• 9.1 — Fixed tolerance
    – 2x resolution
  • 9.2 and later — User-defined tolerance
    – Must be ≥ 2x resolution

   Define the tolerance based on data accuracy,
     not storage accuracy

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Maintaining coordinate consistency in ArcGIS,
part 2

 • Resolution information stored as part of feature class
   schema
   – Key piece of information
   – Cannot be changed once created


 • NOTE: Resolution = 1/precision




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Resolution and spatial domain


 • Domain and resolution are complementary properties
   – i.e., increase in resolution results in decrease in domain extent




                               Resolution
                               increases




 • Domain defined using the valid extent of the horizontal
   coordinate system

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Resolution


 • ArcGIS supports resolutions < 1 micrometer
   – Varies slightly by coordinate system


 • Why don’t we just use the minimum resolution?
   – Performance Impact
     • Storage cost
     • Processing performance


 • Our default (1/10 mm) balances storage precision and
   performance
   – Defaults should be used in most cases



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Choosing an appropriate tolerance and resolution



 • Question: How is my data going to be used?
   – Only as accurate as source data (best case)
   – Do I expect to improve my accuracy over time?


 • If values are too small,
   – Data won’t line up
   – Adversely affects performance




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How accurate is my source data?


 • My coordinates are stored in a coverage or shapefile as
   double-precision numbers
   – Does not mean your data is accurate to those values
   – For coverages, fuzzy tolerance is a rough measure of the data’s
     accuracy
 • Accuracy does not equal storage resolution
   – ArcGIS can support storage resolution of ~10 nanometers,
     but data is never this accurate

   – Coordinate accuracy and storage accuracy are now separate




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Map Scales and Resolution

                    1 inch =      1 cm =
         1:500       41.67 ft      5m
        1:1,000      81.33 ft     10 m
        1:5,000     416.67 ft     50 m
      1:10,000      833.33 ft     100 m
      1:12,000       1000 ft      120 m
      1:24,000       2000 ft      240 m
      1:50,000    0.78914 miles   500 m
      1:63,360       1 mile       634 m
     1:100,000    1.5783 miles    1 km
     1:250,000    3.9547 miles    2.5 km
     1:500,000     7.891 miles    5 km
    1:1,000,000   15.783 miles    10 km

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Putting it all together


 • With the answers to the key questions, you can define
   your GIS database schema




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Putting it all together - Example


 • Source data – shapefile
 • Coordinate system – NAD83 State Plane California VI
   (6)
 • Desired study area – San Diego County
 • Desired accuracy – 1 meter
 • Intended use – Identify possible routes to connect
   existing bike trails




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Create Feature Dataset and Feature Class Demo




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Spatial References in ArcMap


 • The map has a spatial reference
 • Properties of this map determine processing
   parameters
 • Can be set explicitly
 • Important if you have data with various accuracy
   standards




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Editing in projected space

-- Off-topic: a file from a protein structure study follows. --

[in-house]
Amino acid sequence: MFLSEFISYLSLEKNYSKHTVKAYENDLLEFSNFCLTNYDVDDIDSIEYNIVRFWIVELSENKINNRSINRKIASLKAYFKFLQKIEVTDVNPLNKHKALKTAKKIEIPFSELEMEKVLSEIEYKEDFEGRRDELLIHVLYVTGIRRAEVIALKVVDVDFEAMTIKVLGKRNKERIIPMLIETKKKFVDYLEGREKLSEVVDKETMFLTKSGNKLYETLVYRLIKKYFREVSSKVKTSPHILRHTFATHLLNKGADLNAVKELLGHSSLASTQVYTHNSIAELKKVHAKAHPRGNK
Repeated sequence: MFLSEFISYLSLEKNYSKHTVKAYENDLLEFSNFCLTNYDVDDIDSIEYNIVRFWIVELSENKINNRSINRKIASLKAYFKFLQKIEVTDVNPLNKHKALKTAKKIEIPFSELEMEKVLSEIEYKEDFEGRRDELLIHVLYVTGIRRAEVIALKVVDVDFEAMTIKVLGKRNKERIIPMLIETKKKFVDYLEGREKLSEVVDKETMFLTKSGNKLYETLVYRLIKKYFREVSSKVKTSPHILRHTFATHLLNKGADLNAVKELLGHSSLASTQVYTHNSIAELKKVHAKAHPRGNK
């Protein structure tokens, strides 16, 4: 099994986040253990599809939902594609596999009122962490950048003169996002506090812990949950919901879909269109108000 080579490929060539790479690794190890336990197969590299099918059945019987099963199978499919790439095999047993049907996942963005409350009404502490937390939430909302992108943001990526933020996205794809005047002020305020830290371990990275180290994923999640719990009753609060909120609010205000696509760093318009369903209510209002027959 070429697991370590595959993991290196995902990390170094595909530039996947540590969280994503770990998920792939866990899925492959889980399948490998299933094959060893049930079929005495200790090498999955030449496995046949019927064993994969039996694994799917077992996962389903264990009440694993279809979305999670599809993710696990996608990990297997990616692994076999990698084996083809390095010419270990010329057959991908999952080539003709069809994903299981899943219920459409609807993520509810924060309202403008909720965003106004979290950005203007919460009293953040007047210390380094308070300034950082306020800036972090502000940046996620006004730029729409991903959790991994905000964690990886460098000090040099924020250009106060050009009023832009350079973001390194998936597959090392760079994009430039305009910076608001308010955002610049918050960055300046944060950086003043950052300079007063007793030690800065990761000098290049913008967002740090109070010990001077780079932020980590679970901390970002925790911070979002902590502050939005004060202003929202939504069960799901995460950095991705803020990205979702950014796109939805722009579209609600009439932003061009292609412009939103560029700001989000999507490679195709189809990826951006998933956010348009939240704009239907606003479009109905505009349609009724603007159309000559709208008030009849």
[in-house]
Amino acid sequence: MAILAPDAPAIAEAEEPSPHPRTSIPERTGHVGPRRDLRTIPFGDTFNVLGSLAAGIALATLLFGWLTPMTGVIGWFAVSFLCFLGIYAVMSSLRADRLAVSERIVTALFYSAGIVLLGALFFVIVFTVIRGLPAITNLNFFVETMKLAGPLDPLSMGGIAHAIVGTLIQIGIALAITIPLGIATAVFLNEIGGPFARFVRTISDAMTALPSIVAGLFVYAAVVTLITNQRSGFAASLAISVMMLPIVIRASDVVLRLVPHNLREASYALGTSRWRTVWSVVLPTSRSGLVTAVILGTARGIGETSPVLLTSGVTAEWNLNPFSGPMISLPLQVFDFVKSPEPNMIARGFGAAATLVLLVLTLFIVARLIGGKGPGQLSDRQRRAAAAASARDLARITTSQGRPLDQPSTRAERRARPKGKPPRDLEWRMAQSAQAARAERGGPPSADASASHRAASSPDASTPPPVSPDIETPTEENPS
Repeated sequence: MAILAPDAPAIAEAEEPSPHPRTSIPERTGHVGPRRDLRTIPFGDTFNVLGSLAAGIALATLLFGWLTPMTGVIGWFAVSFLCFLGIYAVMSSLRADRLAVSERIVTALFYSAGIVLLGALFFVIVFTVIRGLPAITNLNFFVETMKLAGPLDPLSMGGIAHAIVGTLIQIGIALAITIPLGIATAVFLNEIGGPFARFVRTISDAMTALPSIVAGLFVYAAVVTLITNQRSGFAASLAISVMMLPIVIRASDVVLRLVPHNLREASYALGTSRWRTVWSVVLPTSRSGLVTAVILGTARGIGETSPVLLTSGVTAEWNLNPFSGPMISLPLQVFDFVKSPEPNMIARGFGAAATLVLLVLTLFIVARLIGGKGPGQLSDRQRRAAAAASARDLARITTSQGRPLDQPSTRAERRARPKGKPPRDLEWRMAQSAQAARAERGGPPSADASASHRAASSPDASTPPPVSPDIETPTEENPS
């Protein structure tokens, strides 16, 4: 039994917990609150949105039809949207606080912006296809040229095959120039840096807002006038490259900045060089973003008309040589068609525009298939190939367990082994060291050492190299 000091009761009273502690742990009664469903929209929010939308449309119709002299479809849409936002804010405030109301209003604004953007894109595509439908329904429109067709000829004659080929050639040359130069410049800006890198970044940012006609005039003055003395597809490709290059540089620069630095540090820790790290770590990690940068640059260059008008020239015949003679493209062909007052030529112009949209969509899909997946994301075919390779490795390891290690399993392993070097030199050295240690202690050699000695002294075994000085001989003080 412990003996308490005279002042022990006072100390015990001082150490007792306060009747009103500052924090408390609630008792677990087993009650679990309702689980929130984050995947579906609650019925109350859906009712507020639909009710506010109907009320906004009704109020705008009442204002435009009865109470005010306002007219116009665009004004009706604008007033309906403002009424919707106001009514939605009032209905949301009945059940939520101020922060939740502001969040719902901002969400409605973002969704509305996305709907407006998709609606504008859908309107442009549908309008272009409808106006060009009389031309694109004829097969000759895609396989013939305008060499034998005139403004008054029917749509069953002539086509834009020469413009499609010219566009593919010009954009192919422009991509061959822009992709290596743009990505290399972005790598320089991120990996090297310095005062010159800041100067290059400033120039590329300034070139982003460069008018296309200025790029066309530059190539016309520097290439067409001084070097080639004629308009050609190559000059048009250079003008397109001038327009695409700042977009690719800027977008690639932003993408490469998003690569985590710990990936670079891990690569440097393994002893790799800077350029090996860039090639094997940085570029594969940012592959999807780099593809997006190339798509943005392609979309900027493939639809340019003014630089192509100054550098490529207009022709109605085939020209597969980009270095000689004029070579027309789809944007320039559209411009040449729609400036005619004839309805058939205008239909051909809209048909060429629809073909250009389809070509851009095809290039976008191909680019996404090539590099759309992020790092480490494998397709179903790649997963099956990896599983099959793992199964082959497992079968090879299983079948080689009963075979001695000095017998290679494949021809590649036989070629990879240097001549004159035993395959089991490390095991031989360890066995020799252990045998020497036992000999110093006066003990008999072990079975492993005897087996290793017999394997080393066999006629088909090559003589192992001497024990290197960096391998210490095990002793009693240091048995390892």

• Edit using a local coordinate system
   – Data stored in decimal degrees
 • Considerations when creating or editing features
 • Snapping
   – Use vertex or endpoint snapping in the editor
   – Do not use edge snapping
 • Managing distances
   – Determined by the map’s spatial reference




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Understanding coordinates in ArcGIS


 • Unexpected behavior:
   – Example: ―I just typed in 50.01, but when I went back to check
     it, the coordinate was 50.0099999!‖


 • All coordinates in ArcGIS geodatabases are stored as
   integers, but processed as double precision values

 • Significance is based on your tolerance—if your data
   isn’t this accurate then they are coincident




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Geographic/datum transformations




                                   33
Warning: different geographic coordinate
system…




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Why transformations matter


 • Offsets can be significant


                     San Diego, California
        Geographic           Longitude         Latitude

   NAD 1927               -116.6691455°      32.9999533°

   NAD 1983               -116.6700000°      33.0000000°

   NAD 1983 HARN          -116.6700004°      33.0000000°




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Choosing an appropriate transformation demo




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Wrap-up




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Where to find help
 –Melita’s schedule
 • Geodatabase Management Island
    – Wednesday 12:30 pm – 4:00 pm
   (2-4pm: all members of projections team)
 • Technical Support
   –Wednesday 9:00 am – 10:00 am
   –Thursday 12:00 pm – 1:30 pm




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More information

 • Don't forget the Knowledge Base!
   – http://support.esri.com
      • 23025, 29129, 24893, 29035, 17420
 • ESRI forums for user-to-user help
   – http://forums.esri.com
 • Virtual Campus
   – http://campus.esri.com
   – Live Training Seminar and Course


 • http://www.epsg.org
   – Database of coordinate systems & datums
   – Guidance Note 7


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Books, etc.

• Snyder. Map Projections: A Working Manual
  – http://pubs.er.usgs.gov/djvu/PP/PP_1395.pdf
• Flacke & Kraus. Coordinate systems in ArcGIS
• Elithorp & Findorff. Geodesy for Geomatics and GIS
  Professionals
• Snyder & Voxland. An Album of Map Projections.
  USGS PP 1453
  – http://infotrek.er.usgs.gov/pubs
• Iliffe. Datums and Map Projections